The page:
Kentucky Announces Changes To Child Care Facilities Guidance To ‘Increase Capacity’ During Pandemic
Kentucky Gov. Andy Beshear said the state is modifying its child care facilities safety guidance to both accommodate the growing need among families, but also as a “harm reduction effort” after seeing businesses letting children into their spaces to do their nontraditional instruction, or NTI.
“That’s not a system of safety,” he said about the latter during his Monday briefing.
Secretary Eric Friedlander with the Cabinet for Health and Family Services, went into the specifics of the changes to the state’s emergency child care regulations.
“We recognize it’s been a difficult time for child care providers, for parents, and we want to make sure that we support the adequate capacity and access to child care,” Friedlander said, going on to explain that it’s been “a learning curve” in how child care facilities should operate during the pandemic.
He said prior to COVID-19, families already faced challenges with finding affordable and accessible child care, “and what COVID has done is exacerbate those very deserts.”
To “support additional capacity,” Friedlander said they’re offering incentive money via the CARES ACT in the amount of $2,500, as seed money for new child care providers.
“As people begin this nontraditional instruction, we also know that in this whole continuum of child care in Kentucky, we have very few of these smaller registered and certified [providers], and what we hope is that people, as they experience this NTI, this working together, that they may want to become a registered or certified child care provider,” he said.
The state is also providing guidance to parents forming NTI “pods,” by helping with background checks on providers and enforcing safety requirements, like mask wearing, good hygiene and planning for when someone tests positive for coronavirus. He also announced that the state was increasing the max allowance of children in groups at licensed facilities to 15, and certified home-based child care and licensed infant and one-year-old centers are allowed to go back to standard class sizes.
Later in the briefing, Friedlander clarified that the state is “encouraging” but not requiring people to register these NTI pods. He sees it as a “pathway” to ongoing child care.
During the briefing, Beshear reported 381 new coronavirus cases, 43 of which are kids 18 or younger. The newly-reported cases brought the state’s total to 48,396, after duplicates were removed, the governor said. He reported the positivity rate as 4.42%.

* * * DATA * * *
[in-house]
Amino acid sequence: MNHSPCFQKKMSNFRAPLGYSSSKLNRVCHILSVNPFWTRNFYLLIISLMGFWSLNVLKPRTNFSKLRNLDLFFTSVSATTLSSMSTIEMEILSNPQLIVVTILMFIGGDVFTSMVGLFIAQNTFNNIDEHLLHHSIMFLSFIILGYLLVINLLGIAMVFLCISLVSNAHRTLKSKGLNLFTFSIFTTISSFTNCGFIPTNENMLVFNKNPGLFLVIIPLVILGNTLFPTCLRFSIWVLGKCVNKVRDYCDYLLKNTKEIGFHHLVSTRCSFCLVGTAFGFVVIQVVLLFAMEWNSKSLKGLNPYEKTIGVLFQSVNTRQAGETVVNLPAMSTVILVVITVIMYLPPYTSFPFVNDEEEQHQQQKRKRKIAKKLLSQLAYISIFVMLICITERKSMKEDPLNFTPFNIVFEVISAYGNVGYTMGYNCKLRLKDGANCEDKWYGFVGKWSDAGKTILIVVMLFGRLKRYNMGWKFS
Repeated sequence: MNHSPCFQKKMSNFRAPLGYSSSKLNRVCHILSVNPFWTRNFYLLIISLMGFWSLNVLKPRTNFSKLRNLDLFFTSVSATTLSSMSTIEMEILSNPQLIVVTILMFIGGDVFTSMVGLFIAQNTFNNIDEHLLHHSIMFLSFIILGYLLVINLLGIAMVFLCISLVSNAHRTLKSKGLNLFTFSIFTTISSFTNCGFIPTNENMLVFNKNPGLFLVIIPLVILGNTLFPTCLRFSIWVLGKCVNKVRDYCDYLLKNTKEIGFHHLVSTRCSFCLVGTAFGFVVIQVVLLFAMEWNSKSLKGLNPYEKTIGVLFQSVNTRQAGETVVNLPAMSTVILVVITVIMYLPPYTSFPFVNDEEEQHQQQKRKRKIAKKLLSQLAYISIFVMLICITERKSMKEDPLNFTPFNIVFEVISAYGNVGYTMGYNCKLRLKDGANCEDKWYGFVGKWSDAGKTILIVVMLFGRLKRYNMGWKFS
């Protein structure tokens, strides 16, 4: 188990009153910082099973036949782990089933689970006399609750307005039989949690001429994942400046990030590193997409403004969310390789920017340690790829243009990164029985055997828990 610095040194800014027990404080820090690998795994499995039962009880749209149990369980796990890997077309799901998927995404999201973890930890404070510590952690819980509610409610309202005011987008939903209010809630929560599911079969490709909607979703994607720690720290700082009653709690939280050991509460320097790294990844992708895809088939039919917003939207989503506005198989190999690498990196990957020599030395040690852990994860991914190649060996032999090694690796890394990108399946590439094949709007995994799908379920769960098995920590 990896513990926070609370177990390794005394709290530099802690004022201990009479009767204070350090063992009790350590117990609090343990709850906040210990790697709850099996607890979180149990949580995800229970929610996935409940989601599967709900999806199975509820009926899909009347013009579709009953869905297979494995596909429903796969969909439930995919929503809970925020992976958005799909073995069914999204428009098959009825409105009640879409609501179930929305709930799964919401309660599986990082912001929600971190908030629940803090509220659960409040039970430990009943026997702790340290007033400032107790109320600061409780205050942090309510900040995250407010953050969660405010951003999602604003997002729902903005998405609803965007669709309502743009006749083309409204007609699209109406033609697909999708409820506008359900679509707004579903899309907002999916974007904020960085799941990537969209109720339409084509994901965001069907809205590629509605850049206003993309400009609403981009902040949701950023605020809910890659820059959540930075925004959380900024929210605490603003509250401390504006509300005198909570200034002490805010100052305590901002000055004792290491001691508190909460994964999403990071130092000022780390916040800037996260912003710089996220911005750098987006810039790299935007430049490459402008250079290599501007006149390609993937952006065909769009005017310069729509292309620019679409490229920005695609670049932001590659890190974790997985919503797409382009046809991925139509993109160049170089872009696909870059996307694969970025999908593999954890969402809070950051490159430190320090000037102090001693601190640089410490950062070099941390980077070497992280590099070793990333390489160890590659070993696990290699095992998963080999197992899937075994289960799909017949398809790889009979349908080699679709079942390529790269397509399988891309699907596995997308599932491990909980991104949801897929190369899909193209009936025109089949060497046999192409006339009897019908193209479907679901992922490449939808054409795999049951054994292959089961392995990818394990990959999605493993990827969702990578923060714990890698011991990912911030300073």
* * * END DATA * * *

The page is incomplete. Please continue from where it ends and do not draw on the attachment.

“We always have lower numbers on Sundays and Mondays, due to lab closures over the weekend,” Beshear said.
Citing the latest White House report, Beshear said 59 of Kentucky’s 120 counties are in the red or yellow zone, as he urged people to “not act like everything is normal during a health pandemic.”
“When we talk about groups of 10 or less, that’s important for Labor Day, that’s important for Derby,” Beshear said. “And when you say, ‘how can you do this?’ I’m not doing it. COVID’s doing it.”
Dr. Steven Stack, the state’s public health commissioner, also took to the podium Monday night to address reporter questions about controversial statements made by a new White House pandemic advisor. Scott Atlas is advocating herd immunity as the approach to beat the pandemic, according to the Washington Post.
Stack had strong words about that kind of strategy, saying it’s not only dangerous, but “irresponsible” and could result in the death of 1.6 to 2.3 million Americans based on the theory that at least 70% of the population would have to get the virus to reach herd immunity.
“It’s a failure of leadership. It’s the kind of language that shouldn’t be coming out of a serious, educated professional in that role at the national level,” he said. “So anyone who’s advocating herd immunity, who’s in a position of leadership, probably should not be in that position of leadership.”
Gov. Beshear also reported three new deaths. To date, 933 Kentuckians have died from the virus, he said.